# How seriously should one take the energy eigenvalues of an electron's wavefunction in a compactified space?

In chapter 2 (section 2.10) of Zwiebach's string theory book, there is a neat derivation of the energy eigenvalues for the two dimensional square well in which one dimension is compactified to a length $2\pi R$. One finds the energy eigenvalues to be $$E_{nt} = \frac{\hbar^2}{2m}\left(\frac{n^2\pi^2}{a^2} + \frac{t^2}{R^2}\right), \tag{2.122}$$ where $n\in \mathbb{Z}_{>0}$, $t\in \mathbb{Z}_{\geq 0}$, and $a$ is the length of the square well along the non-compact dimension.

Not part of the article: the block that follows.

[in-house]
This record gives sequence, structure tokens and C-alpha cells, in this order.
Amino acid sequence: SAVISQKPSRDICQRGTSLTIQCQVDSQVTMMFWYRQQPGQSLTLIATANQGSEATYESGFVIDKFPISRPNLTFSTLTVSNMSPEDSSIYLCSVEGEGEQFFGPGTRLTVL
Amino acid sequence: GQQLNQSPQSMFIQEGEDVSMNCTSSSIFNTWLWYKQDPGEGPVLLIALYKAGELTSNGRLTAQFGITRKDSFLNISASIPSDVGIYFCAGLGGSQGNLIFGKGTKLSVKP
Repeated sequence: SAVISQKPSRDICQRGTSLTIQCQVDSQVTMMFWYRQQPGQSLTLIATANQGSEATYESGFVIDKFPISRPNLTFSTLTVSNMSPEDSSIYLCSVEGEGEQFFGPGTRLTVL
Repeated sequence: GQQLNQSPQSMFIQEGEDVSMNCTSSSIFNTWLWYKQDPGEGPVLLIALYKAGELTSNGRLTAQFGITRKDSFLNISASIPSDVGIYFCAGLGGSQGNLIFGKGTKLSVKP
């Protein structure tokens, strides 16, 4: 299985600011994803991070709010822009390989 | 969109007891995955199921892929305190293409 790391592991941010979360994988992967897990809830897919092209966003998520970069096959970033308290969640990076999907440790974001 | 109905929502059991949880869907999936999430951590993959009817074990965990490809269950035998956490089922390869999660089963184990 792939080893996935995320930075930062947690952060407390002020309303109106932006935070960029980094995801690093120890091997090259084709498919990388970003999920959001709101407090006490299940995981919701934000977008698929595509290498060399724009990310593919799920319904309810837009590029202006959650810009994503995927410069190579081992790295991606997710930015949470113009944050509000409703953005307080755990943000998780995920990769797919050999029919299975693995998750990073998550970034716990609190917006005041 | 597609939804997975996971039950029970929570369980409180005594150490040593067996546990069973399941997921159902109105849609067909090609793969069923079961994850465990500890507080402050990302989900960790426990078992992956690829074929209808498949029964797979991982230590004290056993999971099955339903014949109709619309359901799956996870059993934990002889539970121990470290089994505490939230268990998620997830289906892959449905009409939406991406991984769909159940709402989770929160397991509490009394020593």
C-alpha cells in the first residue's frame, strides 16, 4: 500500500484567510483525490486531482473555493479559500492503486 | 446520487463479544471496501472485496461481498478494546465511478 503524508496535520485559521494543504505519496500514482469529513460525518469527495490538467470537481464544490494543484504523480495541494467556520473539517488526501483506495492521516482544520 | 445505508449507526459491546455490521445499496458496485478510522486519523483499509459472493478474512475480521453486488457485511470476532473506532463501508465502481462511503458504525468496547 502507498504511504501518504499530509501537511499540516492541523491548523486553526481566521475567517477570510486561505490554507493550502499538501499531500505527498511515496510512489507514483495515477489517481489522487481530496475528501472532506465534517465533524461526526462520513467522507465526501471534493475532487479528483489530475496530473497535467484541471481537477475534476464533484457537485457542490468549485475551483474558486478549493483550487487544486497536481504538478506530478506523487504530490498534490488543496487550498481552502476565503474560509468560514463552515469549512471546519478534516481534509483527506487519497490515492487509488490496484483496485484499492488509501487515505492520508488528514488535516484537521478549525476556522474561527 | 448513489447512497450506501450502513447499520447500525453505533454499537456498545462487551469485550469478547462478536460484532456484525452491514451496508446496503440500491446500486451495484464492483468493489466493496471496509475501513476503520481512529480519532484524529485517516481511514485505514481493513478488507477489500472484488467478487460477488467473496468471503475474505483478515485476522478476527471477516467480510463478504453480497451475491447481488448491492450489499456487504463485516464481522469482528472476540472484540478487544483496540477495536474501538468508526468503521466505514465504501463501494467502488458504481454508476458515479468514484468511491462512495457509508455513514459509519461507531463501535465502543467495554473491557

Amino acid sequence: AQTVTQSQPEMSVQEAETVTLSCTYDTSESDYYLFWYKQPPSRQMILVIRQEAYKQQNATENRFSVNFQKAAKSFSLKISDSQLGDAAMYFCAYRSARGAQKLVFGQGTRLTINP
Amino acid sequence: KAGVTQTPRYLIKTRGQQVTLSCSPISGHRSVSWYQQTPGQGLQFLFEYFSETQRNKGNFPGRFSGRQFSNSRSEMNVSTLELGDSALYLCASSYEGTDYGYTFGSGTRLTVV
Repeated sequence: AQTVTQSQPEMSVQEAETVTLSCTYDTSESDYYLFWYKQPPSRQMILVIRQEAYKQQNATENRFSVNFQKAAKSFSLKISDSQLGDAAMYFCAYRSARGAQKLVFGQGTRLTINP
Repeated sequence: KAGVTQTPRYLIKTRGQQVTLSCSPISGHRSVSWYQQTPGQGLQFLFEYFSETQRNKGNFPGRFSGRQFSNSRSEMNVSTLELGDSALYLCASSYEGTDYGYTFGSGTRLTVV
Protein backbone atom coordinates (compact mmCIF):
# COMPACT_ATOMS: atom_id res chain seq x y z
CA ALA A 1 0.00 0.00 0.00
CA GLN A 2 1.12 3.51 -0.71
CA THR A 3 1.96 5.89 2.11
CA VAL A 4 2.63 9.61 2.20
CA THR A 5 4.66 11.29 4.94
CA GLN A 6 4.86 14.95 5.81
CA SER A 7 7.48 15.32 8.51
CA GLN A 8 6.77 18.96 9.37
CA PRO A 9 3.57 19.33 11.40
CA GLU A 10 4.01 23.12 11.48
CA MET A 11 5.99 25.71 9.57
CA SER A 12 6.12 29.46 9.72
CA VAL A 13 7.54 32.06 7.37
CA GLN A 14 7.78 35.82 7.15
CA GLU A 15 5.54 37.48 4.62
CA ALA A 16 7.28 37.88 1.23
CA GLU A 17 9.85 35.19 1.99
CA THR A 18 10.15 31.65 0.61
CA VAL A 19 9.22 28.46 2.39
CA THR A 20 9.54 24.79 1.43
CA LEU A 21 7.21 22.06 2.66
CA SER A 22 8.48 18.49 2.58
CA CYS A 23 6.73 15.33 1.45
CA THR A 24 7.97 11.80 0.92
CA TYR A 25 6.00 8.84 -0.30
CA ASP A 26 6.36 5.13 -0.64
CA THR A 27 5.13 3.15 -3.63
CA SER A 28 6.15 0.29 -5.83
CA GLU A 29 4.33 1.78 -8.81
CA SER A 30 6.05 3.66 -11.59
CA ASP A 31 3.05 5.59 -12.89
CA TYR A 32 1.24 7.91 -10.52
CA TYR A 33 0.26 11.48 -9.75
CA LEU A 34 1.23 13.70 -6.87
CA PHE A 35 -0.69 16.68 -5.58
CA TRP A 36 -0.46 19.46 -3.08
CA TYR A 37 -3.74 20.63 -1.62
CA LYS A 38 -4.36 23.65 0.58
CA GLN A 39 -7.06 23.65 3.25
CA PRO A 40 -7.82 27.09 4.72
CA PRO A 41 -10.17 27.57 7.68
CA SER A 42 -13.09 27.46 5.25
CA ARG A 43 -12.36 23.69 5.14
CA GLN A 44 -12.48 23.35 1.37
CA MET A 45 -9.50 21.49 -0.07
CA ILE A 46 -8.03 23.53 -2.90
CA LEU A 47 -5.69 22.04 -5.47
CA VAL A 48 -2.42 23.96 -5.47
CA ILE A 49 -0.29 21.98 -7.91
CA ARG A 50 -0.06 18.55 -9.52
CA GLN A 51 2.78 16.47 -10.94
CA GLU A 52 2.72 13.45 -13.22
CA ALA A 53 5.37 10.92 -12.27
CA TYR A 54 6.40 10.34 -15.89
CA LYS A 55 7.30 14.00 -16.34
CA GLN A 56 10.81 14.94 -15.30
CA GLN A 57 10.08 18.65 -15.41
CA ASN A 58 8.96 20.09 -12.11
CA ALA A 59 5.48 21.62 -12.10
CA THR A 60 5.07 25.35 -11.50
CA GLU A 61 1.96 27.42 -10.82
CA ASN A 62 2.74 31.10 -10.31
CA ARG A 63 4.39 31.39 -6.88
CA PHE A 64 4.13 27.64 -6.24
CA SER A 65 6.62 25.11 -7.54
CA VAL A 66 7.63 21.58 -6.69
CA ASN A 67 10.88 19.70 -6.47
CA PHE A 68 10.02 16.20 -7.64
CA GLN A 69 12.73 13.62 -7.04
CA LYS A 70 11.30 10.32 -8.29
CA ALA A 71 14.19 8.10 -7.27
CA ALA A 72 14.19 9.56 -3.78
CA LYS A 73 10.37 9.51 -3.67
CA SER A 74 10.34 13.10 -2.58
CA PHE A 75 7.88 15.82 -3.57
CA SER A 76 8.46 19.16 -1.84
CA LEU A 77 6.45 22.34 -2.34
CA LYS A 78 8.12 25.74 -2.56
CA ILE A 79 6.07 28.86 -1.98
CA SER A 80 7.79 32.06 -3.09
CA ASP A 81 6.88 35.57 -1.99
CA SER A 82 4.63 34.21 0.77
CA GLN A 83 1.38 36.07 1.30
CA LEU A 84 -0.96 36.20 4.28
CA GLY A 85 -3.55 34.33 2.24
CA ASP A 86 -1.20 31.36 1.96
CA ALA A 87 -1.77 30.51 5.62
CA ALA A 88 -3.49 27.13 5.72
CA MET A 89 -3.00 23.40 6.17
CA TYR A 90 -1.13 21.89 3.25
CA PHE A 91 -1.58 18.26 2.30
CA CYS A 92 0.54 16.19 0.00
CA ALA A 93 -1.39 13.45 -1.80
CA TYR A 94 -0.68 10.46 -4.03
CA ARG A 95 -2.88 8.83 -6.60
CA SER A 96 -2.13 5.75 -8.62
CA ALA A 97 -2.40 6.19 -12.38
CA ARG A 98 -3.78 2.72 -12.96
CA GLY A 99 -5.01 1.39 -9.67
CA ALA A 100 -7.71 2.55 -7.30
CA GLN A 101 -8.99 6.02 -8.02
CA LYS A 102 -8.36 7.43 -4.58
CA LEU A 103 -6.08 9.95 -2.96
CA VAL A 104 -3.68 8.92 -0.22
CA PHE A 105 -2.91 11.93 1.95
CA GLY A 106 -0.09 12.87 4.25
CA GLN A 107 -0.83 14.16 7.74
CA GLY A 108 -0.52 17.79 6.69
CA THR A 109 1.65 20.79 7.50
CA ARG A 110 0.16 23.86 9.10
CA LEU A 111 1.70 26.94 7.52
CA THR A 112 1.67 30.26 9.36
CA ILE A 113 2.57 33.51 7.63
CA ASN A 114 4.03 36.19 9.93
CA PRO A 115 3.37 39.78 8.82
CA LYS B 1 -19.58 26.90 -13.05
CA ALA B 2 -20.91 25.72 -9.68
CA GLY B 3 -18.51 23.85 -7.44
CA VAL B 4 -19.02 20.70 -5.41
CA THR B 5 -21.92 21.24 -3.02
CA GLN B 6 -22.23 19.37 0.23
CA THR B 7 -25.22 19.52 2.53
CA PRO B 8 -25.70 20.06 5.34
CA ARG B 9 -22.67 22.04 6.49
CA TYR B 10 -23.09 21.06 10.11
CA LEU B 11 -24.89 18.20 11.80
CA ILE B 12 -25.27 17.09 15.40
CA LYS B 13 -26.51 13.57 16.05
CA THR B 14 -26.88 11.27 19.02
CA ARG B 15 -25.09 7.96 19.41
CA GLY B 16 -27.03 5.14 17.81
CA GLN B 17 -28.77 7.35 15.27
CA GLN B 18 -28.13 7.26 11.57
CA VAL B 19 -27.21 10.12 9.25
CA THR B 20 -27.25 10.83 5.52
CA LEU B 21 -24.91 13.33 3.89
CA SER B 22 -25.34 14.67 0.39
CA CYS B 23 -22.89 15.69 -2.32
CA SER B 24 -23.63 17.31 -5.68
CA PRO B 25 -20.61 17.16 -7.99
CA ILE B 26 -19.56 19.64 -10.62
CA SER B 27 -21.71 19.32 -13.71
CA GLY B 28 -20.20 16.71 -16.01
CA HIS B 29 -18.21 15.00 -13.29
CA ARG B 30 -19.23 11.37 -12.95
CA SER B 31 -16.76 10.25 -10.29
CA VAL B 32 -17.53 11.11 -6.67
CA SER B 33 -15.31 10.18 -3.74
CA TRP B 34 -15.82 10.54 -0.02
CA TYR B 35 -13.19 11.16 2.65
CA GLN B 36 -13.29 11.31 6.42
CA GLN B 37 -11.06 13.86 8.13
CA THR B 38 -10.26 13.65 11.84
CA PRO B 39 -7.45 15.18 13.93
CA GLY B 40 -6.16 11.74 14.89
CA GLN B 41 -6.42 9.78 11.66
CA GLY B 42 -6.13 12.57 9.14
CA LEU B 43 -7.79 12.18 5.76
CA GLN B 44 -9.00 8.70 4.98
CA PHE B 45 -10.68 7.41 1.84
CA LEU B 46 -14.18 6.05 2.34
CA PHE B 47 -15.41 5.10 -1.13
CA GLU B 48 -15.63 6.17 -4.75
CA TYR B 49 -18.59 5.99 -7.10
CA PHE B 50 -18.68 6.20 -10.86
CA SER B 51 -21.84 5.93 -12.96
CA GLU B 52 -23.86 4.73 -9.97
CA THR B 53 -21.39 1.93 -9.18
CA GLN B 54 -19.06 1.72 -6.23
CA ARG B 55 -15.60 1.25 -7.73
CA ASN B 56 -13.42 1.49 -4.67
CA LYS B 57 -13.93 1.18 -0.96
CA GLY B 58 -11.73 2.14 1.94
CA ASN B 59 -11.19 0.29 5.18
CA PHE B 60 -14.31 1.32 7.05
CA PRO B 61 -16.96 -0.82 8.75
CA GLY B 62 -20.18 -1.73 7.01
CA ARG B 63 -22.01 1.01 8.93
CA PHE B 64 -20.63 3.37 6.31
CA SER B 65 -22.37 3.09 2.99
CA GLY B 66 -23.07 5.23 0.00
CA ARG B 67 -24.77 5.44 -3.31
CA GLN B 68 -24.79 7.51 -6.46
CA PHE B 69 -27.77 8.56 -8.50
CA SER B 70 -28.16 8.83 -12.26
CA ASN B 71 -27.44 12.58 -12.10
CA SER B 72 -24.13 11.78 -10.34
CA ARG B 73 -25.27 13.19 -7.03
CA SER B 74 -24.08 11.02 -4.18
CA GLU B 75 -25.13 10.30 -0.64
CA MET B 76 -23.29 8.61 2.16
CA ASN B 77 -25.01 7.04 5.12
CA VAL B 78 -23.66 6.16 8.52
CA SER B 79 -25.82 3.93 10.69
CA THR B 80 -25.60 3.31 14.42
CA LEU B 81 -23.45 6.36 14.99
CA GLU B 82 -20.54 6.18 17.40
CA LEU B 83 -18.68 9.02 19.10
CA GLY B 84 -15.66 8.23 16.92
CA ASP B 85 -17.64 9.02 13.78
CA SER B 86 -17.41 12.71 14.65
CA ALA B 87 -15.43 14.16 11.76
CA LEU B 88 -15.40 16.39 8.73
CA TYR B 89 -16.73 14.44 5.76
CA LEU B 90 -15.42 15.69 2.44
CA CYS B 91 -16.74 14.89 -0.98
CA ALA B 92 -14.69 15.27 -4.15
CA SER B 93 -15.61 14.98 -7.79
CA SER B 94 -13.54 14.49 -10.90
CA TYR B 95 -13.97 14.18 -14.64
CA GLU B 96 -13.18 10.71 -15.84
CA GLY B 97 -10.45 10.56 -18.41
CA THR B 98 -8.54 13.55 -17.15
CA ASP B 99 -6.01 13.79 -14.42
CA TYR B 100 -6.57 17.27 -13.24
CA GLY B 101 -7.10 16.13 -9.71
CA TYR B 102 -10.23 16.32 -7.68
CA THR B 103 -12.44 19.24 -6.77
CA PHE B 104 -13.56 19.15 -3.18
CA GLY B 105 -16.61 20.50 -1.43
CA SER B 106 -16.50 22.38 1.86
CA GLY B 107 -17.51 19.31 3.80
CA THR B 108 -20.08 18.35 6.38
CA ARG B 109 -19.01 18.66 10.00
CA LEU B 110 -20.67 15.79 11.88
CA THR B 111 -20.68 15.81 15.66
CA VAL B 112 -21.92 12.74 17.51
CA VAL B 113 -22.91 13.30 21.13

My question is how seriously one should take this result, especially in the context of string theory. I agree it's a tidy justification for why compact dimensions are difficult to probe (we may suppose, for instance, that $a \gg R$). But if compact dimensions do exist, will electrons with sufficient energy truly infiltrate them? Or is the notion of a compact dimension more complicated than a mere identification (e.g., $x\sim x + 2\pi R$), so much so that electrons (or other fermions for that matter) are forbidden from accessing them?

• – Qmechanic Mar 15 '18 at 19:30